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Sherman Surplus and Salvage’s wild ride to ownership

May 5, 2017
By Charles Erickson - editorial@westfieldrepublican.com , Westfield Republican

SHERMAN - Samantha Laskey began last year unemployed, took a job at Sherman Surplus and Salvage, and six months later was the owner of the business.

"It's doing a lot better now than it was before," Laskey said from behind the sales counter at 107 W. Main St. "When new loads come in, like we just had, it really picks up."

There is no ex-military gear or bits of scavenged metal displayed for sale in the three aisles of the store. Surplus and salvage here means dented food cans and edibles that are close to or slightly past their best-by dates.

Article Photos

Photo by Charles Erickson
Samantha Laskey behind the sales counter of Sherman Surplus and Salvage, at 107 W. Main St. Last year Laskey went from being an employee of the store to its owner.

Prices run from 25 cents to $5 per item.

"We have a lot of gluten-free, organics and healthier foods," Laskey said. She picked up a bag of organic chocolate graham snacks baked in the shape of bunny rabbits. Their best-by date was 17 days in the future. She then examined a box of microwave popcorn that had been best until late in 2016.

"I still eat this," Laskey said about the popcorn. "You can save 75 percent or more by shopping here."

She pointed to a large jar of pickles, priced at $2, which she said had once retailed for about $8.

Products carry name brands and the private labels of supermarket and pharmacy chains, including Western Family and Shurfine. Edibles from Sch-r, an Italian company known for its gluten-free foods, were displayed near bottles of Kikkoman sweet cooking rice seasoning, containers of Heinz ketchup and boxes of Tylenol sinus medication.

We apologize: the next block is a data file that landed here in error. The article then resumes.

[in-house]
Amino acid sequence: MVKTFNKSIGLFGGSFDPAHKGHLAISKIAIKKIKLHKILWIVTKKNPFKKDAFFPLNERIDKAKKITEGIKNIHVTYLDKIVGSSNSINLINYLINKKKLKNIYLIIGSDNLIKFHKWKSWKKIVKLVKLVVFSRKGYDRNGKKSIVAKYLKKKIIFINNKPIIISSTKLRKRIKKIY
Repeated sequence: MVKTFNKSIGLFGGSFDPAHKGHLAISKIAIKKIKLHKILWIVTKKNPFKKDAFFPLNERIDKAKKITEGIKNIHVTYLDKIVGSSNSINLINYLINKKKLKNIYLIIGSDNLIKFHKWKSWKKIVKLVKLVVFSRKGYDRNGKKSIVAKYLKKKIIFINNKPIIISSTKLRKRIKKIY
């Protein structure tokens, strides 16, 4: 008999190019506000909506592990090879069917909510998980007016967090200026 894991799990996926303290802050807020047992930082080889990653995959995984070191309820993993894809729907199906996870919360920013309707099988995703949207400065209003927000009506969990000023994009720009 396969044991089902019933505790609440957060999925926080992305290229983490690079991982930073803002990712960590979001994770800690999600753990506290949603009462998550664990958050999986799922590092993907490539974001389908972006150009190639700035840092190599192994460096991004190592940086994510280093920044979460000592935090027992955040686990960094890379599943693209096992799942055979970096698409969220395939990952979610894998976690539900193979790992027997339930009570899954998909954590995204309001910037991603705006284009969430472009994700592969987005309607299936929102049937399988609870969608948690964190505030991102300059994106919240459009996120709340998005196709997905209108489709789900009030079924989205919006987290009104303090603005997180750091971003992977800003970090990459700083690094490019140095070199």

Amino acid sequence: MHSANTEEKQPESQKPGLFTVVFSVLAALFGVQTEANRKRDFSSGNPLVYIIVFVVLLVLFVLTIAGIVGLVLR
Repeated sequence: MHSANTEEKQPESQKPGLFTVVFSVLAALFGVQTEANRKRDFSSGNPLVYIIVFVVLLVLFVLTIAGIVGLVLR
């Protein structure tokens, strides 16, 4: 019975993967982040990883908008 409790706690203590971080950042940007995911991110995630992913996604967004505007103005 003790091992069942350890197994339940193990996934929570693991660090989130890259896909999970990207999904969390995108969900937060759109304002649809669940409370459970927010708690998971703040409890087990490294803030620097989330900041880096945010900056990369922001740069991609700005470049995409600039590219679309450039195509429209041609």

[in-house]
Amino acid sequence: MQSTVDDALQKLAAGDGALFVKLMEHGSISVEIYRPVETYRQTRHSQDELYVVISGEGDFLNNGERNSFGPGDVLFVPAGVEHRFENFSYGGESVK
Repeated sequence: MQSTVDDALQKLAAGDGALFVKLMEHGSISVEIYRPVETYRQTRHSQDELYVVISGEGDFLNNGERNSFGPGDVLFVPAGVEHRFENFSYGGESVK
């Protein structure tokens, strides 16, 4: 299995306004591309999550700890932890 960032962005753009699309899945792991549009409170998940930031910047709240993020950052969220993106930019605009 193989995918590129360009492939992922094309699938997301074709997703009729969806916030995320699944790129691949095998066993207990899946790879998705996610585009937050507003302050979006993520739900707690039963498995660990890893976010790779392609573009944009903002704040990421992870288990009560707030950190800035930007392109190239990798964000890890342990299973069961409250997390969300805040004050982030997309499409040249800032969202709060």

"There's a little bit of everything," Laskey said. "Protein bars. Oils. Baking stuff."

Sherman Surplus and Salvage opened in 2011 under the management of an Amish husband and wife.

"It didn't work for them," recalled Jim Mayshark, the landlord. After the couple became discouraged and walked away from the business, he hired employees to keep the store open. One of his hires was Samantha Laskey.

She enjoyed the business, the unusual inventory and meeting the people that drove some distance to shop there. Mayshark was eager to resume the arrangement where he was just the landlord.

"He wanted somebody to take it over, so I expressed interest and now I have it," Laskey said. In addition to paying rent for the store, she is using installments to pay for the business and expects to make the last of these disbursements in November.

The shop has a small housewares and hardware section, with a stock of tongs, metal spoons, copper scours and blister-packages of little prongs used for holding corn on the cob. Across from these was a selection of mock doorknobs.

"They're like for closets," Laskey said. "Where you don't want to actually lock them shut."

From the marketer Amish Farms, simply packaged, were plastic bags of handmade bar soap.

"Those just came in," Laskey said before explaining the soaps were not remnants from the time of the store's first management.

Near the hardware is where the pet foods are displayed, and in the back of the store are coolers full of nonalcoholic beverages.

Much of the inventory is trucked to Sherman from Deals & Steals, a wholesaler in Northampton, Mass. The owner is surprised how many customers travel from as far away as Fredonia to patronize her place.

The store is open from 10 a.m. to 5 p.m. on weekdays, and from 9 a.m. to 3 p.m. on Saturdays.

Laskey is the only employee. Her young son, Aden, helps his mom by moving shipping boxes after they have been emptied of inventory. But as they store's owner and manager and staff, Laskey spends six days a week here. When customers are few, the hours can pass slowly.

"You find stuff to do," Laskey said. "You have to clean shelves, wash windows or stock shelves."

She also spends her workdays updating the store's Facebook page, and correcting the closing time on the trifold pamphlets she and Aden leave in various locations around town.

With Mack's Hometown Market just around the corner, on Church St., Sherman Surplus and Salvage has competition. Laskey feels Sherman is large enough to support the two stores.

"Some people shop both places," she said. "It just depends on your taste buds."

 
 
 

 

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